Early European Decorated Tools
from the Woodworking
and Allied Trades
The book presents a survey of European hand tools
for woodworking and other trades, dating from the 16th century
to the 19th century.
The tools illustrated and analyzed
were either made decoratively or received surface decoration.
Although all the tools featured were made to be primarily
functional, the focus of the book is on the esthetic qualities that transform such tools into examples of genuine
Planes, braces, axes, compasses,
saws and chisels, etc., are featured, including many that have
not been previously recorded or published.
Tool photographs, drawings and paintings have been
sourced from various national museums and private collections
Jonathan Green-Plumb has been
collecting antique tools for nearly 20 years. He was
presented with a Salaman Award grant by The Tools and Trades
History Society, which allowed him to visit museums and gain
access to tools and images that would otherwise have been out of
has a MA Degree in Fine Art Sculpture. It was while studying and making
sculpture at art school that Jonathan Green-Plumb began to
appreciate hand tools more.
He discovered that tools could be
more than just functional objects, they could also be of
decorative form and combine function with symbolism and self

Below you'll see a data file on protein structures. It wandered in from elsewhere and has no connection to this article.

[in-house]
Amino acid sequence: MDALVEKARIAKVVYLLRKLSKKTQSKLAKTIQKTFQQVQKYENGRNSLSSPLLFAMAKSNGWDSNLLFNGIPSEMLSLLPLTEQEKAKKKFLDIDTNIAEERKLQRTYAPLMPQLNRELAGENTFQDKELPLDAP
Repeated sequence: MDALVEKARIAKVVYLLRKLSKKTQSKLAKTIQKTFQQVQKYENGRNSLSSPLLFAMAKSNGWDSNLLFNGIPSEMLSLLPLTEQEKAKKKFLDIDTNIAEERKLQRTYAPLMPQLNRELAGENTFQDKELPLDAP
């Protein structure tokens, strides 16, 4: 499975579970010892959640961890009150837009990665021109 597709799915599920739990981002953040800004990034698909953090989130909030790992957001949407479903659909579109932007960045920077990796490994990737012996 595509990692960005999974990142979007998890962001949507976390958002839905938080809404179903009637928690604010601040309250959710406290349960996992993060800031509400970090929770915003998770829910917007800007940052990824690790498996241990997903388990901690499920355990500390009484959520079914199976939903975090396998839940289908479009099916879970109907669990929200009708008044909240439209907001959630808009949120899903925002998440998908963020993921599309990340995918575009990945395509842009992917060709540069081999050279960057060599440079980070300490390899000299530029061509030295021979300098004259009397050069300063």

He is continuing to collect and
research old woodworking tools and related objects such as treen
items, furniture and folk art. He hopes to publish further work
in the future.
He is currently a technology
teacher at a high school in the rural county of Norfolk. He
enjoys family life with his wife and two young children, making
furniture, swimming and attending auctions.
Hare is a sample from the book.
English Shoulder Plane
This shoulder plane, on a purely
functional level, is typical of the specialized low angled
planes of rebate type that became widely used in the 19th
century. They were made of metal, either cast in iron, gunmetal
or brass, or were constructed from metal plates that were
The examples that were cast in
brass and gunmetal often had a steel sole added, as with this
one, to help resist wear.
Shoulder planes require a very
narrow mouth to aid the removing of fine shavings, so steel
soles were necessary as the softer brass and gunmetal planes
were prone to damage and more rapid wear.
The cutting irons on shoulder
planes are squared in form and beveled. Usually they are set to
a low angle of approximately 20 degrees. As the sharpened
bevel is uppermost the effective angle is probably nearer 50
degrees. In terms of their function, shoulder planes have
been used to clean-up the shoulders of tenons (mortise and tenon
joints), and rebates, working across the grain.
Seen from most viewpoints, via one
of the sides, toe, heel and plan view, this plane is comparable
to many others from the period. The profile is, with the
arched top and shaped ends, of attractive shape. This combined
with the functional aspects result in a tool that is comfortable
Seen from the remaining viewpoint, the second side, this
plane becomes more than just a functional woodworking
tool. The winding floral and vegetal engraving elevates
the whole into an object that has a visual impact, not
bound by function.
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